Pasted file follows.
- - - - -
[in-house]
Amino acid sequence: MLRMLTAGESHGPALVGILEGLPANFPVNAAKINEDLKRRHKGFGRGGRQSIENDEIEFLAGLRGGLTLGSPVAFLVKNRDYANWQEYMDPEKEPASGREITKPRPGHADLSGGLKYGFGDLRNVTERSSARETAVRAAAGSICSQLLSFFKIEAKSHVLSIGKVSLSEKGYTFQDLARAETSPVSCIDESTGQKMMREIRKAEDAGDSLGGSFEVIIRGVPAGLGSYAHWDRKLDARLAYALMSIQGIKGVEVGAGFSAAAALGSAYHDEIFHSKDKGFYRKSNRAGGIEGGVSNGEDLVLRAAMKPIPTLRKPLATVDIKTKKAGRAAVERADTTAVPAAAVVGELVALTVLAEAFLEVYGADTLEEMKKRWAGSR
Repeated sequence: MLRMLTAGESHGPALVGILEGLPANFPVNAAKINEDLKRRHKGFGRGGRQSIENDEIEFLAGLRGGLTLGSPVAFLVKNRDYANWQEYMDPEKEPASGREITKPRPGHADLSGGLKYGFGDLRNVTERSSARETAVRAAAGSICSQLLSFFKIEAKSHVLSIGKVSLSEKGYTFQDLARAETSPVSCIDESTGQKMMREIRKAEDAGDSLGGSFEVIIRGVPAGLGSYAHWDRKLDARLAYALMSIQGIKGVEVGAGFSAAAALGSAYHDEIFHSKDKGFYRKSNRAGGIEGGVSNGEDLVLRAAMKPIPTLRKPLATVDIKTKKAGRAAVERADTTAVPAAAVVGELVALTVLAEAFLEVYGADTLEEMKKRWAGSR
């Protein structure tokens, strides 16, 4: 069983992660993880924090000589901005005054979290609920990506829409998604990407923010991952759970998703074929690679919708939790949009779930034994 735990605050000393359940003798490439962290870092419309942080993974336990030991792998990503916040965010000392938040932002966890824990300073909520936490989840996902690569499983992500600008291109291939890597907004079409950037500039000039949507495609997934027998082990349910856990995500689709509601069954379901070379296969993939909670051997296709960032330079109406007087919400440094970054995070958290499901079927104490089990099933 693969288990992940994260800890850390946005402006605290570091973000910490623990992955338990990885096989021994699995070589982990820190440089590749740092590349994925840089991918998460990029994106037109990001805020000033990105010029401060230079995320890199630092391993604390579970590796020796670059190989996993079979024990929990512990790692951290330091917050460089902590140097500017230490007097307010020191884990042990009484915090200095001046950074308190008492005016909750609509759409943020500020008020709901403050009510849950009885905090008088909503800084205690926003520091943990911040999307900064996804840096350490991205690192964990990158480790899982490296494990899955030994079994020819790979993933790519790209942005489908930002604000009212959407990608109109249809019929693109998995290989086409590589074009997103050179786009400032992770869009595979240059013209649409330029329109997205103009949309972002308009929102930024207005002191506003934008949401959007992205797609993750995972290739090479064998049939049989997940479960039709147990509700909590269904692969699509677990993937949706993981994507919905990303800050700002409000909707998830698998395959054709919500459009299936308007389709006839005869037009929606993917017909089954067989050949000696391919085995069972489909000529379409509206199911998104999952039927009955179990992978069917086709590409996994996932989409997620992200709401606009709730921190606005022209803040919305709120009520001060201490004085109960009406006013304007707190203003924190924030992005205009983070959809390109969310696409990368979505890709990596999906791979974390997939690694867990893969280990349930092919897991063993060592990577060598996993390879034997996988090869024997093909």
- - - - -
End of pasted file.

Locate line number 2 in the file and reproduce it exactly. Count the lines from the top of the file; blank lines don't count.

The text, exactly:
Amino acid sequence: MLRMLTAGESHGPALVGILEGLPANFPVNAAKINEDLKRRHKGFGRGGRQSIENDEIEFLAGLRGGLTLGSPVAFLVKNRDYANWQEYMDPEKEPASGREITKPRPGHADLSGGLKYGFGDLRNVTERSSARETAVRAAAGSICSQLLSFFKIEAKSHVLSIGKVSLSEKGYTFQDLARAETSPVSCIDESTGQKMMREIRKAEDAGDSLGGSFEVIIRGVPAGLGSYAHWDRKLDARLAYALMSIQGIKGVEVGAGFSAAAALGSAYHDEIFHSKDKGFYRKSNRAGGIEGGVSNGEDLVLRAAMKPIPTLRKPLATVDIKTKKAGRAAVERADTTAVPAAAVVGELVALTVLAEAFLEVYGADTLEEMKKRWAGSR